Megan Lynch (@MLynchOnAir)

ST. LOUIS (KMOX)In our first report, KMOX introduced you to the concept of the “Farm to Table” restaurant. Farmers grow crops, raise livestock or poultry. They harvest, process and sell to local chefs. As you’ll learn in “Farm to Table: Good or Gimmick,” making the farm-to-table model work isn’t as simple as it sounds.

“It’s not as easy as just calling up Sisco or one of the big companies, placing your order and then they bring everything on a big truck. I’ve got 20 to 30 different people that we have to order from every week,” says Brendan Kirby, one of the owners of Seed, Sprout, Spoon on Morgan Ford in St. Louis.

Kirby has to find time to source while he’s planning event menus and managing his kitchen.

“Produce, spirits for our catering division for weddings and parties, beer, proteins, pork, beef, eggs – everything we can find we try to get. If we can’t find something local, we try to find something organic or within the Midwest,” he says.

On a long counter at the front of the store, a staffer adds sandwiches and sauce cups to paper boxes for a lunch order. Seed, Sprout, Spoon is clear about the philosophy.

“Sometimes you’ll have a sandwich and on the ticket it will have four different farms listed … we try to be as transparent as possible.”

Kirby admits there are times when there’s simply no way to make “farm to table” work: “Things that we go through on a higher volume like onions, we go through 1,500 pounds a week, I can’t get anybody to give me that many locally.”

A big consideration is that local sourcing comes with a cost.

“Some of the local products cost two, three, four times as much as some of the more commercially manufactured products,” which is why Kirby says some business owners soon find the farm-to-table model hard to swallow. “With a restaurant, you’re always constrained by a price point on your menu. You see maybe we’re not that busy, we need to bring the price down a little bit, then that brings the quality of the product down a little bit, before you realize it, your farm-to-table restaurant may be some lettuce.”

White canvas-covered stands line the street of downtown Edwardsville, Illinois. This is the weekly Land of Goshen Community Market. Just down the street, one of its biggest patrons.

“Farm-to-table is such a catch phrase and such a big thing right now; it gets overused, and I don’t even think a lot of restaurants are the ones overusing it,” explains Jenny Cleveland, co-owner of Cleveland-Heath – a restaurant known for hearty, bar food on Main Street in Edwardsville.  “Everyone thinks we’re farm-to-table, and everyone calls us organic, and we’re none of those things.”

Cleveland and partner Ed Heath’s perspective comes from their time in California.

“Ed worked at a restaurant that had its own cattle herd and its own olive grove, and they made their own olive oil, and they had their own chickens, and their own produce, and that to me is farm-to-table,” she says.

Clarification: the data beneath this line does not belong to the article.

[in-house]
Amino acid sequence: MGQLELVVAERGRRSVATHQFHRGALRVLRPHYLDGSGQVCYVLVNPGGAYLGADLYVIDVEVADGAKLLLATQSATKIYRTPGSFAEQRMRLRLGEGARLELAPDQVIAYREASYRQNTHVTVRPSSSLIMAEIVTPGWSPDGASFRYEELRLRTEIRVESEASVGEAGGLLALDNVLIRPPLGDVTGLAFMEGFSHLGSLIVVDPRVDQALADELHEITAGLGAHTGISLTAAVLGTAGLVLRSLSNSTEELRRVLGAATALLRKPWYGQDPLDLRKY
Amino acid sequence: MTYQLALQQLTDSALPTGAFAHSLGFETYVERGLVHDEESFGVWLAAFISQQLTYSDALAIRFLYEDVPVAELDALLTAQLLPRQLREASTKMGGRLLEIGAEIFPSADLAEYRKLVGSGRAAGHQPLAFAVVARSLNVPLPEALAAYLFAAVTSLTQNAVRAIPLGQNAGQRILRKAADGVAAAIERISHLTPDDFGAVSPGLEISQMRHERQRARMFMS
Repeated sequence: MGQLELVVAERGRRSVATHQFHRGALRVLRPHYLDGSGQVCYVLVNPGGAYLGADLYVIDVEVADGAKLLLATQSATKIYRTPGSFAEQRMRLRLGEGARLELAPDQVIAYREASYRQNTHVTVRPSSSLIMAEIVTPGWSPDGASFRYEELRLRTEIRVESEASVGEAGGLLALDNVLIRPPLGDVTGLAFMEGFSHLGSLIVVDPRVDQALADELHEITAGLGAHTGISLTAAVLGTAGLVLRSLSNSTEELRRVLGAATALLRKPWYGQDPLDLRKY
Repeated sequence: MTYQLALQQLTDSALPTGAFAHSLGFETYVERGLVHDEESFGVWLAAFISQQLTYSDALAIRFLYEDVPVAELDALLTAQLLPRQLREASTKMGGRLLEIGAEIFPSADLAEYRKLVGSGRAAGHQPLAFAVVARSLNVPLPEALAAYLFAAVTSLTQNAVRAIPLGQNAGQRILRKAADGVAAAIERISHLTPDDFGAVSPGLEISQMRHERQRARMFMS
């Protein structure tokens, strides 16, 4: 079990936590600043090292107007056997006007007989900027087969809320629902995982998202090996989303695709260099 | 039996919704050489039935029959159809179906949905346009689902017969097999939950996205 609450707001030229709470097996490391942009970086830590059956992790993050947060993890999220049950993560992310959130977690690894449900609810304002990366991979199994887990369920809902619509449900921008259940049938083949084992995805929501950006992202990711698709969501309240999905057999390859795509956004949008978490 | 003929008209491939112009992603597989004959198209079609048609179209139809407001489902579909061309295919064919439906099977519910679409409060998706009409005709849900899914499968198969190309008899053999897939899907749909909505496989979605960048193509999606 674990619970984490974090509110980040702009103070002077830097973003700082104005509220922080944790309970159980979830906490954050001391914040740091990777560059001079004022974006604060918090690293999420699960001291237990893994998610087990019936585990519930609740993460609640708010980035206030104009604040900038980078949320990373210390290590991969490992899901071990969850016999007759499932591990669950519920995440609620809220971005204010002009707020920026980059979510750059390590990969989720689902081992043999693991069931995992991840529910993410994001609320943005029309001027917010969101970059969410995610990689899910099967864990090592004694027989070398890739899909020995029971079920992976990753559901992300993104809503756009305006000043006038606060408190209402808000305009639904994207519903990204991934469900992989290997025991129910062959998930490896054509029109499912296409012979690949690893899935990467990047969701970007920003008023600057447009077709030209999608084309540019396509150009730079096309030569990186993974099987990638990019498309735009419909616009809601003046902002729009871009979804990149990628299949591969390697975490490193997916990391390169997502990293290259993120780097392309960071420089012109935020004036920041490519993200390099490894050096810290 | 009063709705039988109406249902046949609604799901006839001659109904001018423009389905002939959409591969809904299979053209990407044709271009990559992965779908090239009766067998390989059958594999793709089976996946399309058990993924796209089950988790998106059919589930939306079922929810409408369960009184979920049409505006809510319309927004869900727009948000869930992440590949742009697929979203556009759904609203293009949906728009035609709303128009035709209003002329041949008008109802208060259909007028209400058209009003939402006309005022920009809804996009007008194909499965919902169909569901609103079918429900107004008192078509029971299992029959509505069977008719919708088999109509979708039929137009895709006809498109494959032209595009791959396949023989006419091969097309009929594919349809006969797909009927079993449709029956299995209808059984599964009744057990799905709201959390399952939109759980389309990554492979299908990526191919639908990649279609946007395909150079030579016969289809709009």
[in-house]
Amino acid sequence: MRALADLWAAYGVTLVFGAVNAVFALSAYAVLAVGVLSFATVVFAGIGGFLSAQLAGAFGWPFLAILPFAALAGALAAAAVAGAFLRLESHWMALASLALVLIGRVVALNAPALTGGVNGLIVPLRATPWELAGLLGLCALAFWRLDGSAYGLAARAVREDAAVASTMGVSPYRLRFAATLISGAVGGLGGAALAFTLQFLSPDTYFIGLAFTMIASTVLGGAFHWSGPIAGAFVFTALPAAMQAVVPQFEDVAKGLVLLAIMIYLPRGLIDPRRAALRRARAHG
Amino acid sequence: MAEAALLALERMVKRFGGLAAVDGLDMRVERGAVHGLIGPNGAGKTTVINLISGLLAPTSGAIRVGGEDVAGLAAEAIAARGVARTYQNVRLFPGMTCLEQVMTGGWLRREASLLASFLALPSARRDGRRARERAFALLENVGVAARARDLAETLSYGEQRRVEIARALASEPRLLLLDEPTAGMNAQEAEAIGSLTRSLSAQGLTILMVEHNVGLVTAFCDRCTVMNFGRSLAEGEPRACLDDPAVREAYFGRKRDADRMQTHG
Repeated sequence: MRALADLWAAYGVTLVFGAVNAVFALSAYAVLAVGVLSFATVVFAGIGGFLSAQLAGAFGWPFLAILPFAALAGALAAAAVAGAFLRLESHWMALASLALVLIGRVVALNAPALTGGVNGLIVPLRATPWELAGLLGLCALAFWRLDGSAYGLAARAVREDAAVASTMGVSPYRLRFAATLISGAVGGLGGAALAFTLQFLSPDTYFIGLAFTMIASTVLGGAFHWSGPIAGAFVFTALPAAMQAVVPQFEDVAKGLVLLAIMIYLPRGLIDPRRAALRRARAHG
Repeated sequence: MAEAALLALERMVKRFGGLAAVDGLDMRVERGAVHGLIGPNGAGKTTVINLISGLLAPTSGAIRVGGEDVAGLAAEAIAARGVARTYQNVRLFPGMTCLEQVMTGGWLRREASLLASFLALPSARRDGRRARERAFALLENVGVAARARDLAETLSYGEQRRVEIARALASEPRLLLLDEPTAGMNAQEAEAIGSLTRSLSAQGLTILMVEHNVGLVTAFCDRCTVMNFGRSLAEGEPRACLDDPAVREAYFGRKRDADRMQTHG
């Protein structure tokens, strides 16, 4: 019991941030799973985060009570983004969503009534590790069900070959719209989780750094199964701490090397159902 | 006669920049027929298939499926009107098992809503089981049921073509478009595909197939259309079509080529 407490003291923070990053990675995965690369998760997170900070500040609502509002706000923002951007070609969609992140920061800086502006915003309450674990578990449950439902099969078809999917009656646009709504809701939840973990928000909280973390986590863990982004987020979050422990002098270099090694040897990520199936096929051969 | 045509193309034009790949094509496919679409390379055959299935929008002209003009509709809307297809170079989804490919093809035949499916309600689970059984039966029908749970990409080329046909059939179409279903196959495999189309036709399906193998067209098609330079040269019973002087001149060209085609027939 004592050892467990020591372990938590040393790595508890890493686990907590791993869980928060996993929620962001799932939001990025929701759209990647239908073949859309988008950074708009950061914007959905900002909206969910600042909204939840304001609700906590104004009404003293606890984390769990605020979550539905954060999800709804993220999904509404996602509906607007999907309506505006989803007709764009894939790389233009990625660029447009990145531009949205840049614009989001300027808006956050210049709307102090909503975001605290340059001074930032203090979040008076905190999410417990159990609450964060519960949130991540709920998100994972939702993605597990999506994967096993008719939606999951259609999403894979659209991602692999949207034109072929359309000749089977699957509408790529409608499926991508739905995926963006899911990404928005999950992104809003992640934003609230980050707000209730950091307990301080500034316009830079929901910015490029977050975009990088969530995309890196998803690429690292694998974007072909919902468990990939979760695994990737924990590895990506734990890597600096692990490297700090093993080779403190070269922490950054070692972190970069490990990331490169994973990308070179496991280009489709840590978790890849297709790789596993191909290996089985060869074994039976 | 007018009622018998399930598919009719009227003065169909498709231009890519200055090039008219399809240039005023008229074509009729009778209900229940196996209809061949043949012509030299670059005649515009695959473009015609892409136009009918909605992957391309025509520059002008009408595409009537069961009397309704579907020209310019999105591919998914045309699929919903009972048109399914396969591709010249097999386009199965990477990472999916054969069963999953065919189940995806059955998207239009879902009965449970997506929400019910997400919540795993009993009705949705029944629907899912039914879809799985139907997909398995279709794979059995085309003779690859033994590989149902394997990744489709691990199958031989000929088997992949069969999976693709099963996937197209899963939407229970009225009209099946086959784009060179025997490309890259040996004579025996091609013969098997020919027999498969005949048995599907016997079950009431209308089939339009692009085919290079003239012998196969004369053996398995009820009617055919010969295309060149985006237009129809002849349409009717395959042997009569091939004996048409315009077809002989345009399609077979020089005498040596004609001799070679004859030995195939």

Their pork is local. In season, they can count on fresh produce. But it’s been difficult to get consistent supplies of other items.

“If you tell us you can get us enough, and we put it on the menu, and then Thursday you can’t bring us anymore … but we didn’t find out in time to reprint the menu, you know, it costs a lot of money every time you reprint.”

The ingredients they bring into the kitchen can’t drive the price higher than what customers will pay. A great example is chicken. For high-volume menu items, they have to buy industrially raised poultry.

“I hate that chicken, but it is what it is. We’ve tried to changing it, and people like white meat for lunch if they’re eating a salad they want white meat, so you aren’t buying whole chickens to do a hundred pounds of breast a week, we don’t have an outlet for the rest of that chicken.”

Cleveland is honest about the limits — some restaurants may not be.

“They can skip having to pay the price for that product, substitute it with something off the food truck that they can get for cheaper, and yet, they can charge more for their plate,” says Veronica Baetje, Baetje Farms.

More in Part 3 of “Farm to Table: Good or Gimmick?”

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  1. Kris Larson says:

    As a longtime local organic vegetable farmer, the advocacy of what we do often outpaces our natural ability to grow and evolve. A lot of the public advocacy of local and organic foods impatiently projects an imagined outcome that sets up expectations among the press and public that we naturally fail to meet, which leads to disappointment and judgment. Meanwhile, it simply takes a lot of time and investment to build systems like these. It takes working through missteps, failures, and mistakes, and building relationships. Despite the impatience of farm advocates, we continually work on matching production with demand, with building markets and controlling costs. The result is something that works, not necessarily something that advocates want to promote.

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